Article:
Analysis: How a New California Climate Law Will Strangle Manufacturing
California just hung up a big “Manufacturing Workers Need Not Apply” sign. It took the form of extended, stricter, and even less realistic carbon dioxide regulations.
A new California bill extends legislation previously set to expire in 2020 and imposes dramatically deeper emissions cuts for 2030. Under the new measure, California must cut its carbon dioxide emissions to a level 40 percent below its 1990 level by 2030.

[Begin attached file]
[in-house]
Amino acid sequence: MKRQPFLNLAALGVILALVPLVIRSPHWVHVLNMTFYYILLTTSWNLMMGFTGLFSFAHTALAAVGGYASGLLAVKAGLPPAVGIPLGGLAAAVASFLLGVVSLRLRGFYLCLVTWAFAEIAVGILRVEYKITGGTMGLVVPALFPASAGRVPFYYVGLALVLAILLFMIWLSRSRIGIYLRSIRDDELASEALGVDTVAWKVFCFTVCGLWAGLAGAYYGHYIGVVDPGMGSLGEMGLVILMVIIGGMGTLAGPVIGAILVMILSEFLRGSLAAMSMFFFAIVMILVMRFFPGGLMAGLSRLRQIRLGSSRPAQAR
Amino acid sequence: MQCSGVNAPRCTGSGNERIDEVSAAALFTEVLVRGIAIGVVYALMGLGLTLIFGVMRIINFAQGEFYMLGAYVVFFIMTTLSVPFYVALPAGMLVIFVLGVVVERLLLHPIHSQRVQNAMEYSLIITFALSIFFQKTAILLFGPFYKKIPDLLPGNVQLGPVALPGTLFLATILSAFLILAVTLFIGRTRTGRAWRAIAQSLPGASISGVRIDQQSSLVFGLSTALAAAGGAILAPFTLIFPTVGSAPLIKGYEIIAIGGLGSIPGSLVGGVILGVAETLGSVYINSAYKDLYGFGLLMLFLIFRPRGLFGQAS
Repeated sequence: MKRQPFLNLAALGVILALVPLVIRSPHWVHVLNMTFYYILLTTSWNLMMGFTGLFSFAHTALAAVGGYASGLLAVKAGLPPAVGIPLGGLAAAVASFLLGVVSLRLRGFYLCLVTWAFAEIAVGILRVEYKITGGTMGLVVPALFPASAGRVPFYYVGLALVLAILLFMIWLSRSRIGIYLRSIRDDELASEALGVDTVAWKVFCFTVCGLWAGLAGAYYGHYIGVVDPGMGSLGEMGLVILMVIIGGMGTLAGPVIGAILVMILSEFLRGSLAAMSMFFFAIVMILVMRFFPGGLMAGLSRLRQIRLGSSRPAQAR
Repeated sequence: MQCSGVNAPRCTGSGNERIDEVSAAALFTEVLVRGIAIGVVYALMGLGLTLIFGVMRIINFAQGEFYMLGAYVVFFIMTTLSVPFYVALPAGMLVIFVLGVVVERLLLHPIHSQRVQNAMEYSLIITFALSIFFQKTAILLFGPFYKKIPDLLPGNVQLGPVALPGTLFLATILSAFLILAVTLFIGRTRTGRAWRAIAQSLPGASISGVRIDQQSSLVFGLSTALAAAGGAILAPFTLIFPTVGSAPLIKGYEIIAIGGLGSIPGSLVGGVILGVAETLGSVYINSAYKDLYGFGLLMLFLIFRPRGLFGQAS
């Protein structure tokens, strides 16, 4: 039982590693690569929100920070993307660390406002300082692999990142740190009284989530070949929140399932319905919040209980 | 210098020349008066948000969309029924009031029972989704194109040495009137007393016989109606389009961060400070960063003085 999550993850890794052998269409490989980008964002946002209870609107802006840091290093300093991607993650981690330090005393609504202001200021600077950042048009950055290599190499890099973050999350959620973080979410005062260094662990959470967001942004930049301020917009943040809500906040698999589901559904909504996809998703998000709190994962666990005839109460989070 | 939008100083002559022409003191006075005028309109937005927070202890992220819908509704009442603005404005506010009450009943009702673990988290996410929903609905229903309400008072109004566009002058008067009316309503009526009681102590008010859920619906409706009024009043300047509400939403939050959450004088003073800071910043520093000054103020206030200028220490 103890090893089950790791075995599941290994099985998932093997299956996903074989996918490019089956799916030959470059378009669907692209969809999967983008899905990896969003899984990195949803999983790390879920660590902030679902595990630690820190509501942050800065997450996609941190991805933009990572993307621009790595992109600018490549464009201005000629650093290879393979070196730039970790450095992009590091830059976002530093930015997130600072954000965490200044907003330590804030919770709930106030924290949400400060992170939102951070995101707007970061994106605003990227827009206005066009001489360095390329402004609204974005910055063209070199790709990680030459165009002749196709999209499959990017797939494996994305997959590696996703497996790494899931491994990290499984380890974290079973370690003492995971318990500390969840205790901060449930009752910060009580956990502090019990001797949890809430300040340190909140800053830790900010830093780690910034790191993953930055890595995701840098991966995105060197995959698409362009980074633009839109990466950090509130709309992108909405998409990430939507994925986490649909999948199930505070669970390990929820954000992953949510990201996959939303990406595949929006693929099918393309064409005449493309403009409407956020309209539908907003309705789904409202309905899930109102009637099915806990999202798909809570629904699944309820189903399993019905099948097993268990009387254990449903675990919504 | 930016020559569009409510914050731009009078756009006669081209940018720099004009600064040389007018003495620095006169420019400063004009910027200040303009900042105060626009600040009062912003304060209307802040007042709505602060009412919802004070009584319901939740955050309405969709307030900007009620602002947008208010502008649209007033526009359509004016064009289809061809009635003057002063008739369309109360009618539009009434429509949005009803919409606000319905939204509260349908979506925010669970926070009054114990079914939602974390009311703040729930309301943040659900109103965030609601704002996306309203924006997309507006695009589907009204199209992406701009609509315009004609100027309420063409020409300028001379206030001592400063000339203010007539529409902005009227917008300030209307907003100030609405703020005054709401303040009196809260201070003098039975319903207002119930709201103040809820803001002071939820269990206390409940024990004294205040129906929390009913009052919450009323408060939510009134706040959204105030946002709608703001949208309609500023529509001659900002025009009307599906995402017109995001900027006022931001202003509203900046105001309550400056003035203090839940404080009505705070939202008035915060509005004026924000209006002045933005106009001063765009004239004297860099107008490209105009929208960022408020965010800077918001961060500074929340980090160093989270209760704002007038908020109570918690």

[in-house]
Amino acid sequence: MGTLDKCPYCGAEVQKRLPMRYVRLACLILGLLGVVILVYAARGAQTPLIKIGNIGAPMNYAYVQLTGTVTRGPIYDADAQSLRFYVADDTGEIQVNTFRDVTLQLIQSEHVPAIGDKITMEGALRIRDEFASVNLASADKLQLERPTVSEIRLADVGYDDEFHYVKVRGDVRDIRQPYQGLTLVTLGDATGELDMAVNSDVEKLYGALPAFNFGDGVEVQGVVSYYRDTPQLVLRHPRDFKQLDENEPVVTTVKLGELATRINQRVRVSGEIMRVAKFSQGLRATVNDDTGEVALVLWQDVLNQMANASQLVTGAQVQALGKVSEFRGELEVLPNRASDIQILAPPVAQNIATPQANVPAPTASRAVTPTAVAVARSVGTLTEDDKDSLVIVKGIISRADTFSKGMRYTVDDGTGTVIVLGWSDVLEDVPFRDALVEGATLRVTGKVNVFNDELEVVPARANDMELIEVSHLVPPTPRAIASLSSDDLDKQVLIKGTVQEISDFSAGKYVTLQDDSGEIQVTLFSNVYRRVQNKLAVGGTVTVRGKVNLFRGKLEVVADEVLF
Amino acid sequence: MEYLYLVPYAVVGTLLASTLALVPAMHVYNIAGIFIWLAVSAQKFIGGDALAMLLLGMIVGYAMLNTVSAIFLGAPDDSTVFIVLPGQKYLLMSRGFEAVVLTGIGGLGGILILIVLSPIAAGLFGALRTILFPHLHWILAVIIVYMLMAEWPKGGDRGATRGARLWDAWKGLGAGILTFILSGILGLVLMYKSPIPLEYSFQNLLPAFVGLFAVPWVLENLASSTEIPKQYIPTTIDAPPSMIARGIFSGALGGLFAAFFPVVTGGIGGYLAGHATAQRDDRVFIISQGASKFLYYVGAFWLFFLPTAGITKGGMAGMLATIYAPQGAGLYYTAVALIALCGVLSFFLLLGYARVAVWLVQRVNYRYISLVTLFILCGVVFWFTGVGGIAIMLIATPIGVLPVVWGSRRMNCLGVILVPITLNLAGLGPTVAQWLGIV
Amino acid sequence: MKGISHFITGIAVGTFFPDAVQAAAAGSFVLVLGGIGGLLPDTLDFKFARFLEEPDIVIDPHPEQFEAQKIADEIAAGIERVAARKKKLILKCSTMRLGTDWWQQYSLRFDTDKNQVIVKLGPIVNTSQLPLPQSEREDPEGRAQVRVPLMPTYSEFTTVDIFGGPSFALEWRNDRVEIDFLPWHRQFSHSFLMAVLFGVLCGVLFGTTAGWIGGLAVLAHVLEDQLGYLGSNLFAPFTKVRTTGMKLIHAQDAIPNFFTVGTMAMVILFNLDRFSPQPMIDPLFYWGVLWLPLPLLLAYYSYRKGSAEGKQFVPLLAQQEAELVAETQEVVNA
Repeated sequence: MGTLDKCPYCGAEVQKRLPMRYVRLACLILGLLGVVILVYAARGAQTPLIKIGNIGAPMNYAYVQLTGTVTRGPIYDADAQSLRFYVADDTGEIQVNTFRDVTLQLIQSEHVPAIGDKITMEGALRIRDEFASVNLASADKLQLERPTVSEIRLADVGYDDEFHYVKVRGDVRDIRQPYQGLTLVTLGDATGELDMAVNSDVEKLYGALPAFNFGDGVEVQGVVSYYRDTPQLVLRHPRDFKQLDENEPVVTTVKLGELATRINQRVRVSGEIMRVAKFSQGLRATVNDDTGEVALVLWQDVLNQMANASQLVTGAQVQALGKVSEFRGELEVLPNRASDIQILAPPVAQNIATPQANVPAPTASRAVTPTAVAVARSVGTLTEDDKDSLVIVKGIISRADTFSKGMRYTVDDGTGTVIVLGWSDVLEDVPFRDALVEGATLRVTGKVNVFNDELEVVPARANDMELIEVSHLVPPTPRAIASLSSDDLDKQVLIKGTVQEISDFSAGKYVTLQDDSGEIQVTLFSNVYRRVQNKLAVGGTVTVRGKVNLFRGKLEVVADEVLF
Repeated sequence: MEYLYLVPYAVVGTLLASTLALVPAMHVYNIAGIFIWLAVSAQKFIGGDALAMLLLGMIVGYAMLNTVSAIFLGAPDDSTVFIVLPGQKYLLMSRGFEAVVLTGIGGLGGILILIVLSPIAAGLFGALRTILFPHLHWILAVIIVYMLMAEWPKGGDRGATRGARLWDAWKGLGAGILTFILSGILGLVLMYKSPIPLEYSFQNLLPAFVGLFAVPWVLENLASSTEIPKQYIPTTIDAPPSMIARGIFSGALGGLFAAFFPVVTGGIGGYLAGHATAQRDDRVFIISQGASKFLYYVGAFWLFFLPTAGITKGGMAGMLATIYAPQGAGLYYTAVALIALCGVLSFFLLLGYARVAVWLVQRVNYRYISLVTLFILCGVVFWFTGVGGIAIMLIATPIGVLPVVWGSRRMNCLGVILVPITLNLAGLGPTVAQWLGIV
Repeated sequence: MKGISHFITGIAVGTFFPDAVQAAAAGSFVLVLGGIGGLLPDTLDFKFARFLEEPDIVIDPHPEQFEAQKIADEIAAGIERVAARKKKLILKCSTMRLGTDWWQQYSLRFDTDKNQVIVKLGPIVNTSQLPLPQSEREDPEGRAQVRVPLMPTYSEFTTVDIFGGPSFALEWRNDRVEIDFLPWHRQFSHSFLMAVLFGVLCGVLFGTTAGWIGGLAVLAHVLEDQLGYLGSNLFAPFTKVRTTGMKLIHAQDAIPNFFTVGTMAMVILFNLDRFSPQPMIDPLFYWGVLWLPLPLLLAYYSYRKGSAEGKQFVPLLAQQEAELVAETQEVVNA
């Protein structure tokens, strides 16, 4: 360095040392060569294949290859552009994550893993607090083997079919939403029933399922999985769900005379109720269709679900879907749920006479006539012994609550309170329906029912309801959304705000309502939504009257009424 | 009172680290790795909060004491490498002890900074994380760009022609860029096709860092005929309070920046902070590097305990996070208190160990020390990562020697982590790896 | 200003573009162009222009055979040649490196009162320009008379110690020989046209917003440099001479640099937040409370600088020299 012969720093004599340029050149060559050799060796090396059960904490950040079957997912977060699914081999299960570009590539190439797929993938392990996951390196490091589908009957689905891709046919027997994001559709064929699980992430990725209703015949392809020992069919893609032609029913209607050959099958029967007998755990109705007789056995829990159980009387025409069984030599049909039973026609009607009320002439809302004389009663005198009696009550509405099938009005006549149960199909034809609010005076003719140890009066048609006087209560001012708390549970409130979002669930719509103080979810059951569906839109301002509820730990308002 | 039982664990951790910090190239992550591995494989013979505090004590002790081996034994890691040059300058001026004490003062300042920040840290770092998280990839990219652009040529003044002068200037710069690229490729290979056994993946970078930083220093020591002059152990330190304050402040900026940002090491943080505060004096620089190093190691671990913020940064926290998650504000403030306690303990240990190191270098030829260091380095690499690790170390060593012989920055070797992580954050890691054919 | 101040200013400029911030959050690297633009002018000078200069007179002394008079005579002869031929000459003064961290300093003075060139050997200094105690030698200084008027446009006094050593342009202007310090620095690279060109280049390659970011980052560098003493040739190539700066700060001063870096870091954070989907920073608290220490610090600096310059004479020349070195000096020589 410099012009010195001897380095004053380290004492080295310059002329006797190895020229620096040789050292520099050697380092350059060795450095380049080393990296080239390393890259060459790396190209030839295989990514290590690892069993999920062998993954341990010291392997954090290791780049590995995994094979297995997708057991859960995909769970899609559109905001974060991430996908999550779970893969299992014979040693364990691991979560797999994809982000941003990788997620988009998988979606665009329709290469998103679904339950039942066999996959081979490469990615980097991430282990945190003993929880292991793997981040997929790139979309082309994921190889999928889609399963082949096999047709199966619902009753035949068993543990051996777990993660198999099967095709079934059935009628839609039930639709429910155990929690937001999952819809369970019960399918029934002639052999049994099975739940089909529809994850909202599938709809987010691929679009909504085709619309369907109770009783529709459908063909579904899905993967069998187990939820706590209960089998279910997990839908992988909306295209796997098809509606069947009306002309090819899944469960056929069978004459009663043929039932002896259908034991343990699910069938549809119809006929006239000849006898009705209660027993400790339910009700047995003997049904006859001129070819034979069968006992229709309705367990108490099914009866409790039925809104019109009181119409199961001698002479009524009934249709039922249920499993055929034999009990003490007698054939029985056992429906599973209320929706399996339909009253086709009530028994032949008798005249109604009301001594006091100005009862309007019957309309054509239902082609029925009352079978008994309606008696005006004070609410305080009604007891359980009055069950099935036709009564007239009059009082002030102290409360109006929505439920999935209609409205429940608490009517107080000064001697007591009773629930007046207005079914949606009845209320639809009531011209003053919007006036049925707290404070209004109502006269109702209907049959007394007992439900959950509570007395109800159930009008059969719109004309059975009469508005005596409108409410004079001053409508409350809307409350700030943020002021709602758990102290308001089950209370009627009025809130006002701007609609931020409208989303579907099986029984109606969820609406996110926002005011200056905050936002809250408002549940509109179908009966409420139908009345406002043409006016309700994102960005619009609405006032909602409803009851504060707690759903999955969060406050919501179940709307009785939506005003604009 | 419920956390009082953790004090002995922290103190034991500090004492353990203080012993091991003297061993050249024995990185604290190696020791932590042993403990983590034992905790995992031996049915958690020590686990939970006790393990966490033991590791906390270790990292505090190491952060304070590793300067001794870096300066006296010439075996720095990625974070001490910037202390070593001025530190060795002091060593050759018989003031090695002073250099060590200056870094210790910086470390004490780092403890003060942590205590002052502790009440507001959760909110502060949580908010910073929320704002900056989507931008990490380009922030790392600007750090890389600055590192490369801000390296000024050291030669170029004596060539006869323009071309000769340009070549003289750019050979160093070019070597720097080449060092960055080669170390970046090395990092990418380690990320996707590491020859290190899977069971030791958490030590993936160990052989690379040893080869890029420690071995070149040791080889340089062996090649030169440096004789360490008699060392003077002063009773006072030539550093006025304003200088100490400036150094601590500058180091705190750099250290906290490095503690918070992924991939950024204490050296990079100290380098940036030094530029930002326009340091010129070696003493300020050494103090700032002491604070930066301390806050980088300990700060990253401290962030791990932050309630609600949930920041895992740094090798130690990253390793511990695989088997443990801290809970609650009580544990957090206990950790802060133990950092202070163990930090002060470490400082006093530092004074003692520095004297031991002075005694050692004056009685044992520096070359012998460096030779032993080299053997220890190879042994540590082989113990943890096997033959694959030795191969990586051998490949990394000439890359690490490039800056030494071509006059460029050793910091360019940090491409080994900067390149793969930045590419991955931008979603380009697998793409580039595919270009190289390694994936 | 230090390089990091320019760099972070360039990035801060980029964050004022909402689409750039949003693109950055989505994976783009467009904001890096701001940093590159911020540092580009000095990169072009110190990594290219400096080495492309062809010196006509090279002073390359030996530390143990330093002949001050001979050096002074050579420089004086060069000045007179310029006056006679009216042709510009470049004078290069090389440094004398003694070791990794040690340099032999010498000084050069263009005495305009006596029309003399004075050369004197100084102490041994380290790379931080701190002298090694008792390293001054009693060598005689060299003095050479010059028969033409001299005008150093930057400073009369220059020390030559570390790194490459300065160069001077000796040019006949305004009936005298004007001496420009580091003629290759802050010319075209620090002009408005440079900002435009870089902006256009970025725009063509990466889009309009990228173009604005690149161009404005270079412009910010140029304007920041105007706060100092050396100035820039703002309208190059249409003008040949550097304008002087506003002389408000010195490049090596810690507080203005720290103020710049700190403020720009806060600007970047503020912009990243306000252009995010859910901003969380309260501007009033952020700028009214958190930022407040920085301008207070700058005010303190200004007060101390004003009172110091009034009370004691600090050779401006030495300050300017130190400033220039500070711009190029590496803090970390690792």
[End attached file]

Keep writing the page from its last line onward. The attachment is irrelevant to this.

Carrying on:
It’s worth noting that California’s population is projected to be 50 percent higher in 2030than it was in 1990. It’s also worth noting that carbon dioxide is colorless, odorless, and nontoxic. Its purported health and climate impacts result from carbon dioxide’s effect on global warming. However, no amount of emissions regulation in California (or even the United States as a whole) will have a significantimpact on global warming—the developing world’s demand for affordable energy will swamp any cuts made by the U.S.
But the added regulatory burden will almost certainly drive up energy costs, which is bad news for consumers and businesses—and especially bad for energy-intensive industries like manufacturing.
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